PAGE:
Volume 3: Pages 275-280, 1990
The Behavior of Light and Matter in the Expanding Universe
Peter Smith 1
111 Warren Lane, Long Ashton, Bristol BS18 9DA England
Special relativity has conditioned us to certain habits of thought which are difficult to break. As a result, the big‐bang model of the expanding universe is usually seen in the light of special relativity, which leads to paradoxical results. The model presented here is based on the Robertson‐Walker metric, derived from general relativity, and is the limiting case of more complex Friedmann models. It shows how light in the expanding universe does not behave the same as it does in the laboratory or the solar system; instead, light from distant sources may initially recede from us before speeding towards us, until it reaches us at the usual speed c. As a result, a different picture of the size of the universe and the ages of sources, such as quasars, emerges. The model is extended to explain the uniformity of the background radiation and to reveal the constant‐temperature universe.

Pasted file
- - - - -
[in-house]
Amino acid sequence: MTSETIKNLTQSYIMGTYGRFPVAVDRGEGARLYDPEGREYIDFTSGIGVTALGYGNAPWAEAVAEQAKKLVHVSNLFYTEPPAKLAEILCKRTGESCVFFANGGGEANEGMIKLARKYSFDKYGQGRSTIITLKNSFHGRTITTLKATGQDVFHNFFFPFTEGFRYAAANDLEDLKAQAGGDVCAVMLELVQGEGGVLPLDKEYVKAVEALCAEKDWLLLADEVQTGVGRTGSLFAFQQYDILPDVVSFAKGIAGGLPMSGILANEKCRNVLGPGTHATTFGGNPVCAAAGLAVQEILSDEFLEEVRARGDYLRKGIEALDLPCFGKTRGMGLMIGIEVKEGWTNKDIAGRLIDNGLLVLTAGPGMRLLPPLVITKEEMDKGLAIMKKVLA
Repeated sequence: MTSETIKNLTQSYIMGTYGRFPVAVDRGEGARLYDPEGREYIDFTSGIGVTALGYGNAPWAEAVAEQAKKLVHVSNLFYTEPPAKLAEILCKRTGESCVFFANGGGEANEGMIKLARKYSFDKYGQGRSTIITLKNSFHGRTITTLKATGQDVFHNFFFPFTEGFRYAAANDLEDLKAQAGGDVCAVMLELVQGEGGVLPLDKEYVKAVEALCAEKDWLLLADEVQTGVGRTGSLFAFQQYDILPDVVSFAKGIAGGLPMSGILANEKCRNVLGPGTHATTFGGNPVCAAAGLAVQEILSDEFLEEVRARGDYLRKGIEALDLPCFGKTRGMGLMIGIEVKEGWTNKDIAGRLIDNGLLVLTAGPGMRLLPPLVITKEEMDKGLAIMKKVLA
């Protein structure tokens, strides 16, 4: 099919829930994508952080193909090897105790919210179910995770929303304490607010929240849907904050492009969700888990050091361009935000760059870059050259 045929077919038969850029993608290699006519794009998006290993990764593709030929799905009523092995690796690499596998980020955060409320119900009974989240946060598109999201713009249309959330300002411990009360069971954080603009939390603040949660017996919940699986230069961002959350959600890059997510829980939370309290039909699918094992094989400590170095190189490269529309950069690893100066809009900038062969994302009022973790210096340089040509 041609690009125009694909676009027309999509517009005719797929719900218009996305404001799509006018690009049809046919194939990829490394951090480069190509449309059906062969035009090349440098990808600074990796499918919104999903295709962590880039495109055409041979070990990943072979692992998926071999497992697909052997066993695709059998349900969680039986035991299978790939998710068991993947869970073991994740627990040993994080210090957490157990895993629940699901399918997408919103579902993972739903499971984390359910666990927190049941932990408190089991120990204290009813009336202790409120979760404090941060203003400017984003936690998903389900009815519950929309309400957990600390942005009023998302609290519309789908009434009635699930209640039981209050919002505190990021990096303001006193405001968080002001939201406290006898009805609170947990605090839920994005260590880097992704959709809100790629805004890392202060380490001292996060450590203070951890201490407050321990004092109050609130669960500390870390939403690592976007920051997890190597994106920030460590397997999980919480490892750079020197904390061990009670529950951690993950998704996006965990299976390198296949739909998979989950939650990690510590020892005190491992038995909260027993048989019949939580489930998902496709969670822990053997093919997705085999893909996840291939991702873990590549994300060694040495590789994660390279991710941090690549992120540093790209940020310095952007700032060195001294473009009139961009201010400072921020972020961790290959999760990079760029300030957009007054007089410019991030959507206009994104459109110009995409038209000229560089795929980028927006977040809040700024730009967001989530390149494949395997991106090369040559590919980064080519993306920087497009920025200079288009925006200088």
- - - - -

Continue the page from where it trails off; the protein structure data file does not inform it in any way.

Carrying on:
Keywords: cosmology, big bang, expanding universe, redshift, Mach's principle, size of the universe, Olbers' paradox, constant‐temperature universe, background radiation, background neutrinos
Received: May 3, 1989; Published Online: December 15, 2008